Why do we forget things so quickly?

Picture the scene. You’ve been told you’re ringing after the next touch and you have the 8 minutes before your turn to re-cap and revise the method you’re about to ring– whether it’s Plain Bob Doubles, Stedman Triples or Bristol Maximus. You look up your leads one last time and recite the method a couple of times in your head. Then it comes to your go. You’re a little nervous; things went a bit wrong last time. But you’ve just looked up what you’re to do. What can go wrong?

You start to ring rounds. Nerves increase as you begin to recite the method in your head, anxiously waiting for the conductor to say “Go…”, but you suddenly realise you’ve forgotten a piece of the method. You’ve forgotten what you have correctly recited to yourself two minutes earlier; the very blue line you were physically holding! Once you begin ringing, impending doom awaits as you head towards that part of the method you’ve just forgotten.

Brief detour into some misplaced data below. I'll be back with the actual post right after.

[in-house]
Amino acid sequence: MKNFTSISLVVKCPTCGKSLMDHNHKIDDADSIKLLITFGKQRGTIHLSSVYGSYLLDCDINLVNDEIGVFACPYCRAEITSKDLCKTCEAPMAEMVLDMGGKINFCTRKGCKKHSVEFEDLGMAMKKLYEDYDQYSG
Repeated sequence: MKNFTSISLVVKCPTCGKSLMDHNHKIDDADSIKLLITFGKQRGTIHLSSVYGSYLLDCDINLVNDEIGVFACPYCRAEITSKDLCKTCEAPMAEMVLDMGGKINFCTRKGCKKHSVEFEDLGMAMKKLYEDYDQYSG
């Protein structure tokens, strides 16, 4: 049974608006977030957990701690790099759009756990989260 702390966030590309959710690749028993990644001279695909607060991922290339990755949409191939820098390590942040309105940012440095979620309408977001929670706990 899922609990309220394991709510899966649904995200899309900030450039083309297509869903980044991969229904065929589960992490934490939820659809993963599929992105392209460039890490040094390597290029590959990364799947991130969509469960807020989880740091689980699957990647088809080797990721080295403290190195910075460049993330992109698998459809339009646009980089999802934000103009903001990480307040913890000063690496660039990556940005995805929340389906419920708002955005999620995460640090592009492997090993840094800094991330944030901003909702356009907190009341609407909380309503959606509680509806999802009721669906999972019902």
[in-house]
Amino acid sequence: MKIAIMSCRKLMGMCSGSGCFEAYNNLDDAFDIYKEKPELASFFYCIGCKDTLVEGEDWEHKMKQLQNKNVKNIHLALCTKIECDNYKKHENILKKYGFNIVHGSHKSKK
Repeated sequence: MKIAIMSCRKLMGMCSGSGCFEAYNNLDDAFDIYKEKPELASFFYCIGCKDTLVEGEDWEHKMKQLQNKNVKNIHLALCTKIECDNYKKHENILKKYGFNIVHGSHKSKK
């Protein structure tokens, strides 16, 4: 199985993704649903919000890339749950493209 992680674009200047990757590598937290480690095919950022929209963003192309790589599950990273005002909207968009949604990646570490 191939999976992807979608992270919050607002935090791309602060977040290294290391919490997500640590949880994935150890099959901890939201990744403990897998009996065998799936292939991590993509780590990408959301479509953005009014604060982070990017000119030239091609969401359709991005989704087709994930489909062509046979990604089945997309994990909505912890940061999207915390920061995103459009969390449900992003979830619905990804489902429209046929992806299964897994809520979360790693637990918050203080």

This is – I bet – a familiar scene across many practice nights and a source of frustration for both learners and teachers alike. I know I am guilty of refreshing my memory at the last minute, only for that effort to fall flat. And I’ve seen teachers react to learners who have forgotten key details in ways that are perhaps not all too helpful.

In my proper job, I’ve been looking further into how memory works in an attempt to improve how my students can best learn information. Perhaps if we all have a greater knowledge of how our brains learn and retain information, it’ll help us – both ringing student and tutor – support one another more effectively.

People often have a misleading idea of what how our memory works. Our memory is not simply a repository of information. In fact, it is better to think of our brains as being filters – our brains are constantly “taking in” sensory information, its main function is to decide what information we need to keep and what we can “get rid of”. And I think we often underestimate how much our brain actually does retain. For example, most of us have acquired vocabularies of over 42,000 unique words, plus the abilities of syntax to place these words into sentences which others can understand. Furthermore, we recognise what these words mean and stand for. We can instantly recall that chocolate is tasty and safe to eat, using our senses of taste, sight, smell and touch to recognise what chocolate is. We know that a sharp knife can be dangerous, using our senses to recognise the danger and act cautiously.